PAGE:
Electricians in Canada Industry Market Research Report Now Available from IBISWorld

Slower growth in the housing market, a primary source of contracts for the industry's small operators, will preclude more robust expansion. For these reasons, industry research firm IBISWorld has added a report on the Electricians industry to its growing industry report collection.

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Higher nonresidential construction is generating demand for industry services, benefiting electrical contractors.

New York, NY (PRWEB) August 22, 2014

The Electricians industry provides an essential service both for the construction of new buildings and for homeowners and businesses in need of electrical repair or installation work. “Industry operators run electrical and telecommunications wire and cabling through the internal structure of buildings and may also be contracted for climate control, security system and fire safety installations,” according to IBISWorld Industry Analyst Omar Khedr. They also perform work for large-scale industrial projects (e.g. factories and energy infrastructure) and commercial or institutional buildings (e.g. office buildings and hospitals). These lucrative contracts are pursued by the industry's largest companies, while the vast majority of contractors operate on a small, local basis and rely on the housing market for business.

With demand dispersed among many downstream construction markets, Canada's recession in 2009 led to a sharp industry contraction. However, a quick rebound in 2010 and steady progress since then has led industry revenue to grow at an annualized rate of 4.1% to $12.2 billion in the five years to 2014. IBISWorld expects revenue to rise by only 1.4% in 2014 in response to the cooling Canadian housing market.
The industry experienced a period of thin profit margins during the recession. “Profit has since recovered, partly due to the exit of smaller, unprofitable enterprises in 2009 and 2011,” says Khedr. As more contractors enter the industry in the coming five years and underbid established players to gain business, margins are forecast to record limited growth.

Canadian construction markets are projected to progress steadily over the next five years, with industry contractors growing in kind. Slower growth in the housing market, a primary source of contracts for the industry's small operators, will preclude more robust expansion. Single-family housing markets remain overheated in many areas and will demonstrate volatile performance over the next five years, limiting industry growth in the process.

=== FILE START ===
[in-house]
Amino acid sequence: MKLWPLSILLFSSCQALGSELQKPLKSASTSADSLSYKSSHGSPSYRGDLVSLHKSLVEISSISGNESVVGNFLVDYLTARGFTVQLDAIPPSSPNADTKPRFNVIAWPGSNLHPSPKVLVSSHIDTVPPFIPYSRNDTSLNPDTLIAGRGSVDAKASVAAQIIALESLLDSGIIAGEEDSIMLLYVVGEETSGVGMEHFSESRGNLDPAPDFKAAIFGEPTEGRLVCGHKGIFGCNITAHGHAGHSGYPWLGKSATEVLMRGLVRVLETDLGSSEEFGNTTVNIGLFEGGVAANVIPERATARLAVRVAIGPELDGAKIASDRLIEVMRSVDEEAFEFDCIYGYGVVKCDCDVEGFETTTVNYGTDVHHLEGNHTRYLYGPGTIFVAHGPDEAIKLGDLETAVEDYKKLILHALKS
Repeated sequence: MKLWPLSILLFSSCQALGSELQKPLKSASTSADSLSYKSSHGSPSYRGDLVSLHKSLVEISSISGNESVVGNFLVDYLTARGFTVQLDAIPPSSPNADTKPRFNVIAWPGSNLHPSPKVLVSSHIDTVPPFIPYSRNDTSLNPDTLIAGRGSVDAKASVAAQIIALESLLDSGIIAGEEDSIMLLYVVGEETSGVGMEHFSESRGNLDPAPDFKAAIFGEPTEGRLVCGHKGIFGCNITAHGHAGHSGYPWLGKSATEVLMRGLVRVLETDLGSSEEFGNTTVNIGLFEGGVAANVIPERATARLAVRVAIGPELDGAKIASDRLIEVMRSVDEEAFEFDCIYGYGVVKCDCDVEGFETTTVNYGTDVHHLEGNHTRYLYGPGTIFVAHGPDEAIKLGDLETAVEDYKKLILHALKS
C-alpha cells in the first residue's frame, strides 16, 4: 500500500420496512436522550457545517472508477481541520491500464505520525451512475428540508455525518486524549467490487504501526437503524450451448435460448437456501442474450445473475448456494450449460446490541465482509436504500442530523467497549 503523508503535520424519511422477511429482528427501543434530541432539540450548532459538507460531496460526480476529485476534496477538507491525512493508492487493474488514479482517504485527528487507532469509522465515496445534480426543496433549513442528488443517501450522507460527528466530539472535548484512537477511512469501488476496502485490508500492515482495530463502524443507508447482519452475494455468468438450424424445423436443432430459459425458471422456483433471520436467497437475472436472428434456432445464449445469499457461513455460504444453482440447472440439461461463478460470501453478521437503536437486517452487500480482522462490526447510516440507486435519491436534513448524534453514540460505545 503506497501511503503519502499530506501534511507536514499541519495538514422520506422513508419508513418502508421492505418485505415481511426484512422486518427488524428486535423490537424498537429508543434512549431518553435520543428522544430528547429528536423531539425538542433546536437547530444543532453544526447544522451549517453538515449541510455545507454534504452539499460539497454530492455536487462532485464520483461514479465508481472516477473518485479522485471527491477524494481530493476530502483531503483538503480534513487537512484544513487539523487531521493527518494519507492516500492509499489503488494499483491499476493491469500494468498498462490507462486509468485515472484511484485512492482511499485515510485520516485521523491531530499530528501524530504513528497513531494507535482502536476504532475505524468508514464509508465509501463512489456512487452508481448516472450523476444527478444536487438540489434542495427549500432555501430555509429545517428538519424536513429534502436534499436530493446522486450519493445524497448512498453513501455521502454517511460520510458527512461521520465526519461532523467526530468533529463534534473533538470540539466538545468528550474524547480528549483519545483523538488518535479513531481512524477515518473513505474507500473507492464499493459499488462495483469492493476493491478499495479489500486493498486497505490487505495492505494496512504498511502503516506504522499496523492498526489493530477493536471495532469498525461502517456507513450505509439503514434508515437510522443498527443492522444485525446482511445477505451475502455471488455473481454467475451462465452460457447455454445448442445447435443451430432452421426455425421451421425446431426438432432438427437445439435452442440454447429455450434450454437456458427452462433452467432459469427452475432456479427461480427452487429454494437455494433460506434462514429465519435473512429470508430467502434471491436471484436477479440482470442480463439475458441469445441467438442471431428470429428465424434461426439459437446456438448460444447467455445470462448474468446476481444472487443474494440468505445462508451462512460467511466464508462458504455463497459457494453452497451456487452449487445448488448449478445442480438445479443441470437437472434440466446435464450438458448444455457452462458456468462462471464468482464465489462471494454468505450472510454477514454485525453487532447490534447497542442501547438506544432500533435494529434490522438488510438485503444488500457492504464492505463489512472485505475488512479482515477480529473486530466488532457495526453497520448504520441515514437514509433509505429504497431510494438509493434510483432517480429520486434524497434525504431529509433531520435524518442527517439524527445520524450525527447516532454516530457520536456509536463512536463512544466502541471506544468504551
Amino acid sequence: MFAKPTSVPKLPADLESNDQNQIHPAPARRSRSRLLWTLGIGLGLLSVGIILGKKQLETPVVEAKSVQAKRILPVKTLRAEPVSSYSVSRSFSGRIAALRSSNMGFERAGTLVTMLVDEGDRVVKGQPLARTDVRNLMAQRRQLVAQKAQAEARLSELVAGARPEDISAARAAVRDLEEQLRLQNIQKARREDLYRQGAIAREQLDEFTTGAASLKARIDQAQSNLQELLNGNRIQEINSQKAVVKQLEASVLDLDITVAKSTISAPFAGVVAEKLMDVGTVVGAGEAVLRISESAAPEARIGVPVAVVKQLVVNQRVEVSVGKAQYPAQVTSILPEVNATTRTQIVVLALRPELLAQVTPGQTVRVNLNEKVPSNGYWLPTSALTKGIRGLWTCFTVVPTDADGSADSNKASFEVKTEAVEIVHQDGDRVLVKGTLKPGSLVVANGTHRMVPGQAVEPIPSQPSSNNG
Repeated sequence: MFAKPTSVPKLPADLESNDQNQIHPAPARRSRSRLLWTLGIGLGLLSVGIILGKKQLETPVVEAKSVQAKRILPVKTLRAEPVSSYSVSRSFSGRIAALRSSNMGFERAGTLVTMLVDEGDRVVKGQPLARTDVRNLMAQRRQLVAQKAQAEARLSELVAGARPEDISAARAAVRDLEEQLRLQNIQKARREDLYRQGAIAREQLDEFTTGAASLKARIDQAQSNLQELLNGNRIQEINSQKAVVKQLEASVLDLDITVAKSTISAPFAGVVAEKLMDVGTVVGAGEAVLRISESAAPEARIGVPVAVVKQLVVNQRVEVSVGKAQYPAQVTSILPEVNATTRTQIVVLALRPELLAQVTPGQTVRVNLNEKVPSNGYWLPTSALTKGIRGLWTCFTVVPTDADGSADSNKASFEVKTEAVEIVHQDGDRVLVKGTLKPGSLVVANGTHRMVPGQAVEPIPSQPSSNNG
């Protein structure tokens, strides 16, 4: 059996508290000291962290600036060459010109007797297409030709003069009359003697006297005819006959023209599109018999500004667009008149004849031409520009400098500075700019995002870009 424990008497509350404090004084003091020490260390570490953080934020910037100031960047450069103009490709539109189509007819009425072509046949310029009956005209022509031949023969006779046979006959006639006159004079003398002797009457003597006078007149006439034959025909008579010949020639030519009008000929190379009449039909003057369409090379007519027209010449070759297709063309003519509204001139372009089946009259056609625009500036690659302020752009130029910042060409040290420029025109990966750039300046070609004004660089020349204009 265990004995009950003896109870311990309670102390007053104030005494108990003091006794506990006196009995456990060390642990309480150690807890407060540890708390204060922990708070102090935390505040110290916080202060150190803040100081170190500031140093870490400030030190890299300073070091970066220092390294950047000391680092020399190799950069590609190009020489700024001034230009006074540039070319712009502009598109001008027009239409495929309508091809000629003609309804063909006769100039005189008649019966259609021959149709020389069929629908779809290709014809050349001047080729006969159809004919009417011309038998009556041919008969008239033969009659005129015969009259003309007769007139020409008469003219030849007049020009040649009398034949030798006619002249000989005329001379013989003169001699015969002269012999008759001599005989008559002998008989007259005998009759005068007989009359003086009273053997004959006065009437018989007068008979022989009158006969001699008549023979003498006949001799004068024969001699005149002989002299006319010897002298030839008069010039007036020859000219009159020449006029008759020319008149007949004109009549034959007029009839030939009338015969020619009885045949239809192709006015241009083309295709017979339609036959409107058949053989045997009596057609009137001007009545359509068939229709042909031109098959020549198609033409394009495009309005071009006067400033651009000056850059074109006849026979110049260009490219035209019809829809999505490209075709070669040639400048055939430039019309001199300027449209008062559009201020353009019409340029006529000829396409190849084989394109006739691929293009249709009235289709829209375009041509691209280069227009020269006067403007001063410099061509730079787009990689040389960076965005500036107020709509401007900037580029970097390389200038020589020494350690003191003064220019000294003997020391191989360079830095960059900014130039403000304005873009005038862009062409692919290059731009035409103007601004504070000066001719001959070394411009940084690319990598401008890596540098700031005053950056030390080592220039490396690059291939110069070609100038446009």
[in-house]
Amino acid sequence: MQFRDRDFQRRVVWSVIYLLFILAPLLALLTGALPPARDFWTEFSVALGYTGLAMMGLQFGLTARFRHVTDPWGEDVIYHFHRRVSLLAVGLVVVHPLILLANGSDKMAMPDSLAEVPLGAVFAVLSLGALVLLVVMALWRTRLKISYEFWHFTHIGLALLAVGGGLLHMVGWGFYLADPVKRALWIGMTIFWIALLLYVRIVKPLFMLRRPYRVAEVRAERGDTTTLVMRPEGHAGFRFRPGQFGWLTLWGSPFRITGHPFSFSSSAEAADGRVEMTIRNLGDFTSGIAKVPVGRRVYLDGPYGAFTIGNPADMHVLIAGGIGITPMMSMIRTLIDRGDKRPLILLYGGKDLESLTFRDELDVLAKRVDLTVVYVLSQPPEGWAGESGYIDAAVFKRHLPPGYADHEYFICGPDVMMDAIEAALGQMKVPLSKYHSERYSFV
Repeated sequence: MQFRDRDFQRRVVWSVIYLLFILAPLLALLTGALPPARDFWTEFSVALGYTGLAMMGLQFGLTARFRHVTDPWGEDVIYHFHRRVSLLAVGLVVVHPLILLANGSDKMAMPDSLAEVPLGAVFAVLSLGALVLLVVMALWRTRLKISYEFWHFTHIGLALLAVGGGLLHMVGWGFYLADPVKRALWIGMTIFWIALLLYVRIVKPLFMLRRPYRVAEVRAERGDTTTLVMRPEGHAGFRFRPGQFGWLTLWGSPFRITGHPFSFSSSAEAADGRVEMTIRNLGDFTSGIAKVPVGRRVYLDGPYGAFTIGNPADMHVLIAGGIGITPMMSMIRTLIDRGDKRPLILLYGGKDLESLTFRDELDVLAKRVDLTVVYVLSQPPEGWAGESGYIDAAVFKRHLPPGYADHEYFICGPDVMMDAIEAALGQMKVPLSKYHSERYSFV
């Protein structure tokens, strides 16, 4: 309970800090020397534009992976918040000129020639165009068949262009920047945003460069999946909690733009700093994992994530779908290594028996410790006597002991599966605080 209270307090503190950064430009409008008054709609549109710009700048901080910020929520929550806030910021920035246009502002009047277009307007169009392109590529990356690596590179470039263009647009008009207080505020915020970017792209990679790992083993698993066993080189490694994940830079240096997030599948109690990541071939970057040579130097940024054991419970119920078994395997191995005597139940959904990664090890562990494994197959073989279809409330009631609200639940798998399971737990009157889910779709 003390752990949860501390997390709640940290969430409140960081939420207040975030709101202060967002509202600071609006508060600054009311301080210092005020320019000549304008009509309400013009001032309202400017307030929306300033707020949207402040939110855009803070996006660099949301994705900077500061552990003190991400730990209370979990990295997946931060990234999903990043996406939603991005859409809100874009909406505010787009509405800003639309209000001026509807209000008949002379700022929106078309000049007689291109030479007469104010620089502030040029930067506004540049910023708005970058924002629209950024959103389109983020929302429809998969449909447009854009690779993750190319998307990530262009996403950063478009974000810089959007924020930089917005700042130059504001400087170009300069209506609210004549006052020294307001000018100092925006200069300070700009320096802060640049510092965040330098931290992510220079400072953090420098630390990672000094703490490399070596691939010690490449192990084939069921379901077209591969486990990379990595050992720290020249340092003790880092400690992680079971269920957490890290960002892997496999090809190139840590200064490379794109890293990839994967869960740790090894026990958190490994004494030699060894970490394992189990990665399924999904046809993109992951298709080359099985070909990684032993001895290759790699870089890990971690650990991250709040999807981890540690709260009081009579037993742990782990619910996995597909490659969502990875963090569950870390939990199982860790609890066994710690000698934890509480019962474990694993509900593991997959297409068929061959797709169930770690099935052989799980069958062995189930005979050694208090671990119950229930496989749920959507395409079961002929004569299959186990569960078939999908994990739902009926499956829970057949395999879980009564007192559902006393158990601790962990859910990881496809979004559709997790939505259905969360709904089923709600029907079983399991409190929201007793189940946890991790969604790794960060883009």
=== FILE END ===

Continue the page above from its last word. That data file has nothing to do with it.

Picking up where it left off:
For more information, visit IBISWorld’s Electricians in Canada industry report page.

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IBISWorld industry Report Key Topics

This industry performs electrical work at the site (e.g. installing wiring), services electrical equipment at the site and also may perform the combined activity of selling and installing electrical equipment. The electrical work performed includes new work, additions, alterations, maintenance and repairs. Contractors that primarily work on distribution and power line projects are excluded from the industry.

Industry Performance
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Industry Outlook
Industry Life Cycle
Products & Markets
Supply Chain
Products & Services
Major Markets
Globalization & Trade
Business Locations
Competitive Landscape
Market Share Concentration
Key Success Factors
Cost Structure Benchmarks
Barriers to Entry
Major Companies
Operating Conditions
Capital Intensity
Key Statistics
Industry Data
Annual Change
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About IBISWorld Inc.
Recognized as the nation’s most trusted independent source of industry and market research, IBISWorld offers a comprehensive database of unique information and analysis on every US and Canadian industry. With an extensive online portfolio, valued for its depth and scope, the company equips clients with the insight necessary to make better business decisions. Headquartered in Los Angeles, IBISWorld serves a range of business, professional service and government organizations through more than 10 locations worldwide. For more information, visit http://www.ibisworld.com or call 1-800-330-3772.


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    IBISWorld
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